Keywords: Children with special needs, Collaborative educational consultation, Co-teaching, Inclusive education.

Address: Anastasia Vlachou, Department of Special Education, University of Thessaly, Argonafton & Filellinon Str., 382 21 Volos. Tel.: 24210-74824. Fax: 24210-74799. Email: anavlachou@uth.gr.gr

Athina Zoniou-Sideri, Faculty of Early Childhood Education, National and Kapodistrian University of Athens, Navarinou 13A, 106 80 Athens. Tel.: 210-3688529. Email: asideri@ecd.uoa.gr


* Published in Greek.

Dyslexia: A synthetic approach to causal theories

Filippos Vlachos
University of Thessaly, Volos, Greece

Abstract (Summary):

Dyslexia is a multi-symptomatic and heterogeneous disorder incorporating a wide variety of cognitive difficulties, and which is neurobiological in origin. This article attempts to provide a brief overview of contemporary and often controversial theories and research findings on the causes of dyslexia. Our first aim was to give a picture of the extensive range of difficulties associated with what we call dyslexia, in order to understand its complexity and its possible causes. Our second and more important aim was to present an attempt for the convergence and synthesis of the causal theories on dyslexia based on the latest research findings. These findings indicate that a synthetic and complementary conception of the recent theoretical approaches to dyslexia could lead to a more satisfactory and more complete explanation of the symptoms and the causes of this disorder than the individual theories on their own.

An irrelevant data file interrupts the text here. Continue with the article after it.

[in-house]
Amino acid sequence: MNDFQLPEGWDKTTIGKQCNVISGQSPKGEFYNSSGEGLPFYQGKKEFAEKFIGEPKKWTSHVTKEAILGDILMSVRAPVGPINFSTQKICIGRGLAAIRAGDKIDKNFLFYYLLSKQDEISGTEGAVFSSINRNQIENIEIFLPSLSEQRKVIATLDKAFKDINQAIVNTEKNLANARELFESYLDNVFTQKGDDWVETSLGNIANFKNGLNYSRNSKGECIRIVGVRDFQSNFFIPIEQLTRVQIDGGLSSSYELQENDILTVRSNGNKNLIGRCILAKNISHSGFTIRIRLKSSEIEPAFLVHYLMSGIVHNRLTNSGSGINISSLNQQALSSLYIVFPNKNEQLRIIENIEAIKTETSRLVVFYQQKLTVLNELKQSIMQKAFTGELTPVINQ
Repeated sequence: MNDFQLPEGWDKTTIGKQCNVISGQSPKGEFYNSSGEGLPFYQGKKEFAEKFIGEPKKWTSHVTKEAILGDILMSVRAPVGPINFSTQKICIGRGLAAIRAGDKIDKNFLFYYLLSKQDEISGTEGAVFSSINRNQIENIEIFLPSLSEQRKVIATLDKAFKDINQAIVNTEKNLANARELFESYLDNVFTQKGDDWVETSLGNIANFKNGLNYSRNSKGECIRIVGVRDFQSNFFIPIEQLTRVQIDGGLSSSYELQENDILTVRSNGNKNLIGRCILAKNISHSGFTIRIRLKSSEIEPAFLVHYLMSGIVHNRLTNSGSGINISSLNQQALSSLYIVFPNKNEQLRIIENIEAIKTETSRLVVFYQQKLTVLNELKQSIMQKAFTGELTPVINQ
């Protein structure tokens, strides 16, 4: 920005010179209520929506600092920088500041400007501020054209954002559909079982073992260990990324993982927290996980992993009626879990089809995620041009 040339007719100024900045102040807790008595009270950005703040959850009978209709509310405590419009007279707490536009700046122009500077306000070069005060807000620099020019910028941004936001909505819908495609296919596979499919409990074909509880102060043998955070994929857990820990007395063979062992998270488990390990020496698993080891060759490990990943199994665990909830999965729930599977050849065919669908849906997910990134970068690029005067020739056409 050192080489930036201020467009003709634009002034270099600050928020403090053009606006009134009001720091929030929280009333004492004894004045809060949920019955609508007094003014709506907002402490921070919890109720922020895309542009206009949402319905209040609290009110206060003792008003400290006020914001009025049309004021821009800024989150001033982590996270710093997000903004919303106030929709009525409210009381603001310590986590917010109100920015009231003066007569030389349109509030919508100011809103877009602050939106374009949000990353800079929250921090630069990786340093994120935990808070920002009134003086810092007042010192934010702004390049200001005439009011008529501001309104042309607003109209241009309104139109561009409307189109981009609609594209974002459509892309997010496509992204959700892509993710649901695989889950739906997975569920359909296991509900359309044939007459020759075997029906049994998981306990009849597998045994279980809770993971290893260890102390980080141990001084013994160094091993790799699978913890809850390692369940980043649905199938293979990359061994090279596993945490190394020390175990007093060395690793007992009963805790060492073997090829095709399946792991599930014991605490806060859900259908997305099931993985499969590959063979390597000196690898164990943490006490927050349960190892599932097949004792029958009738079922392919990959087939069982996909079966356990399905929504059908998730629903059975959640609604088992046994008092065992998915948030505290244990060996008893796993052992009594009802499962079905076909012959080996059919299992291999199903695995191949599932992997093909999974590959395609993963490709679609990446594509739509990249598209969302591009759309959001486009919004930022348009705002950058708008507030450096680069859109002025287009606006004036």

Keywords: Biological theories of dyslexia, Cognitive theories of dyslexia, Dyslexia, Etiology of dyslexia.

Address: Filippos Vlachos, Department of Special Education, University of Thessaly, Argonafton & Filellinon, 382 21 Volos, Greece. Phone: +30-24210-74739. E-mail: fvlachos@uth.gr

* Published in Greek.

Issue 3

Prologue: A review of life skills teaching in sport and physical education

Marios Goudas
University of Thessaly, Trikala, Greece

Abstract (Summary):